What amount of data are we talking about ?
What connection do u have between the Seafile server and the remote backup server ?
… backup history … how many days/weeks/… ?
What kind of backup storage do you have (filesystem, amount of storage,…) ?
Rsync full backups and/or Rsnapshot are, without any fancy storage backend (ZFS, Ceph,…), the only practical solution i can think of. If you have e.g. FreeNAS as backup storage, the deduplication/compression would help to keep the amount of data low.
Well at the moment i live with full backups of virtual disk on which seafile data resides. It means i lose history of few months, if server goes down, for home its ok.
I already have a plan on how to do proper daily LIVE incremental backups, but am to lazy to do it. I would use btrfs, since it uses WAY less resources than ZFS and is stable enough for most features(RAID56 is not stable yet for example, but normal raids and snapshots are stable).
I would use btrfs filesystem for seafile server which can at any time make crash-consistent snapshot of harddrive(including sql databases). And than you can, while server continues operating, read from this snapshot to any incremental backup program. It can be rsync, another btrfs backup drive with snapshot capability, ZFS, Ceph,… I personally for home usage would use another btrfs for simplicity.
A step up for more serious backup would be seperate sql dump that would happen about 30-60 seconds BEFORE data snapshotting takes place(since we want all reacords in sql to have a matching record on disk, we do not care if a few orphaned files stay on disk, they do no harm). So proper sql backup + crash-consistend seafile data backup.
Or also a very good idea if taking server offline for a few seconds would work for you:
Take server offline, make a btrfs snapshot and turn server back on. This way you do not need any seperate sql backuping, plus instead of crash-consistent data you have a fully offline backup with offline time of server less than 30 seconds with a script!
I use the seaf-fuse filesystem and Crashplan. That way I have version controlled backups of all files in Seafile and I’m not reliant on Seafile internal formats if I ever need to rescue any files. This is all done live.
Maybe I didn’t give so detailed information. I’m just looking for a general solution, and want to know how others are dealing with the backup strategies on Seafile CE.
I have the backupserver attached to the local network by gigabit interface.
As Seafile have history and recycle-bin, the backup are mainly for disaster recovery (not user accidents). Daily backup are enough.
As seaf-fuse are working on another way, I will indeed recover the files stored in Seafile, but I will lose all Seafile “metadata”. Good as last resort, but not my preferred way.
Regarding the BTRFS - proposed by @Lonsarg. Should I store both mySQL and the Seafile data-directory on a disk with this filesystem. Also, will it require Seafile to be stoped during snapshots? Anyone that have this solution up and running successfully? This seems to require the Backup server to also use a snapshot capable filesystem for simplification of a incremental backup / restore.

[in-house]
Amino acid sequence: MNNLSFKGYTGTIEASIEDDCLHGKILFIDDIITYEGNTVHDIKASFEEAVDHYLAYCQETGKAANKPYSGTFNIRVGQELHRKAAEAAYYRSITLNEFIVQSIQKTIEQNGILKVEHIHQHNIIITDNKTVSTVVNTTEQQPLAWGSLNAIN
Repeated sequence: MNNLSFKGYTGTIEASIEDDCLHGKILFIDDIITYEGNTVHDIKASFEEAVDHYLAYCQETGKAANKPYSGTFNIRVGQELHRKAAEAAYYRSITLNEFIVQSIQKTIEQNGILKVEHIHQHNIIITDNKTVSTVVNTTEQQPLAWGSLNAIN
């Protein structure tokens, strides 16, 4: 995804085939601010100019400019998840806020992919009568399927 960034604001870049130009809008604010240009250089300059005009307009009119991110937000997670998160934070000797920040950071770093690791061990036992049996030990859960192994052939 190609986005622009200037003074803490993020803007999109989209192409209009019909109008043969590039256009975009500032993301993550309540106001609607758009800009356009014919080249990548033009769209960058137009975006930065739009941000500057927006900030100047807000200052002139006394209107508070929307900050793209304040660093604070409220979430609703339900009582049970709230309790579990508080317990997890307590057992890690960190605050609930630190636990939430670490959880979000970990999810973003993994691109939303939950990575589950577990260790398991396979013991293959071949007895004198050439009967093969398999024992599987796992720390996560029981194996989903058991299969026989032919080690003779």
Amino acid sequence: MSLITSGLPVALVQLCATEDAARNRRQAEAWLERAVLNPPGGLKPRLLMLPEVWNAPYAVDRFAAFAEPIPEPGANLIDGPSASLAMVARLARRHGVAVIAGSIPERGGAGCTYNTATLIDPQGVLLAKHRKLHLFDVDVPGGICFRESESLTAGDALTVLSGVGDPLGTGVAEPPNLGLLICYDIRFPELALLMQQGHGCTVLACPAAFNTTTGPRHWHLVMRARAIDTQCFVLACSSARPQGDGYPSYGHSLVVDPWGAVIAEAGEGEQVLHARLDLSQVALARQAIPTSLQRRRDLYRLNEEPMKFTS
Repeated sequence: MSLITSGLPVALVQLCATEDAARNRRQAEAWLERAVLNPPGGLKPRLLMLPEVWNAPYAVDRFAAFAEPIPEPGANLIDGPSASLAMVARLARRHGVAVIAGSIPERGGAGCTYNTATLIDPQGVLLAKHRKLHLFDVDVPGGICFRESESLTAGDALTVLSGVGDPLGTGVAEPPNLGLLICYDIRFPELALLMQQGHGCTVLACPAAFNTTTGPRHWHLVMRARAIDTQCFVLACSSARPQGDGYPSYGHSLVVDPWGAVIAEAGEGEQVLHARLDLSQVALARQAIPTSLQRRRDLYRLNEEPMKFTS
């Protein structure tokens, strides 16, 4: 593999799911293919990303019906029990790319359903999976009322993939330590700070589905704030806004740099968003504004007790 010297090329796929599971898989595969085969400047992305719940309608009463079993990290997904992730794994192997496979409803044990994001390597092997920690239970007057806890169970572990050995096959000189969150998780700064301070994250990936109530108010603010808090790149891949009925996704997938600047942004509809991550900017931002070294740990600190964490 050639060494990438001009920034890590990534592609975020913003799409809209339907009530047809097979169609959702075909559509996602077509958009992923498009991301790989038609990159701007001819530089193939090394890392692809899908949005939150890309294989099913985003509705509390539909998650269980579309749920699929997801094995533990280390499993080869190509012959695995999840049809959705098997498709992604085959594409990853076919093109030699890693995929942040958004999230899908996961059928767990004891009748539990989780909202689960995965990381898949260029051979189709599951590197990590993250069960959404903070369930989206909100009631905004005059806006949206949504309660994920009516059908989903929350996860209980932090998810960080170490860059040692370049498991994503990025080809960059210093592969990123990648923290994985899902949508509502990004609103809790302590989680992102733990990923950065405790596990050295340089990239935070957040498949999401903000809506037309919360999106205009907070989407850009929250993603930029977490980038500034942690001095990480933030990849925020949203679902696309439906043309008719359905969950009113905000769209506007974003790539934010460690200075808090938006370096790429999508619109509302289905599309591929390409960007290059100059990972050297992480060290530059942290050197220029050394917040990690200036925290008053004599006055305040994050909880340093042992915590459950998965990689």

Thanks for more discussion on this topic!
Until I have a good “on the guset backup” I will back the VM up from the host… It consumes more disk, time but are a secure way…
I’ve been dealing with this since CE v. 1.X and pretty much follow the sequence proposed in the original post. The servers I see are on Ubuntu and generally serve under 25 users. I can expect to see encrypted libraries among users.
For what it’s worth, I have had one major event in the time I’ve been using and managing Seafile CE that involved a corrupted MySQL server after an upgrade. This was during the Seafile 2.X days. I have not had a problem with Seafile itself (fingers crossed) although I do the minor upgrades religiously shortly after they come out.
For the sake of the new-comer to Seafile, I’d recommend a periodic full backup using Redo or Clonezilla, Redo being drop-dead easy to use. In your case you seem to suggest you backup your VM file which gets you to the same place.
As for scripted solutions you might want to reference some posts on the German Seafile site too. It’s now called SyncWerk but was formerly Seafile.de (I think). I seem to recall some discussions there like these (in English):
I think if I had to build an industrial-strength system I would base storage on ZFS. I have not done this yet but I might try a ZFS-based system running a VM or Docker instance of Seafile on FreeNAS or TrueNAS (iXsystems). RAIDZ2 and Snapshots could be very useful. In addition, in case seaf-fuse offers any advantages in your system, the server could be used for file storage as well.
I have not tried backup servers like Bacula but would like to. It seems like another steep learning curve but one worth doing as an R&D project on the side. By the way, FreeNAS/TrueNAS does run Bacula as a plug-in, I believe.
If you have a powerful server, you don’t have to stop ZFS for making snaphots. I rsync the snapshots after it. But don’t use btrfs, it’s beta for over 5 years now and Red Hat gave it up to make it stable. Just use it if your system isn’t powerful enough for ZFS.
There are two options: ZFS on FUSE and ZFS on Linux. ZFS on FUSE is horrible. Actually, the performance on BSD should be much better than on Linux, but I nver used FreeBSD with ZFS. Of course, if you don’t have 16GB RAM or more you have to limit the usage of ZFS. But you can use it like a normal system if you let it use swap.
Okay, It seems to be a good idea to let the ZFS file-system deal with the backup-history instead of doing some own retention-policy based file-hierarchy.
But if I cannot have a Linux ZFS based backup-machine?.. Are there any other options? Just want to be sure to investigate different paths before a decision.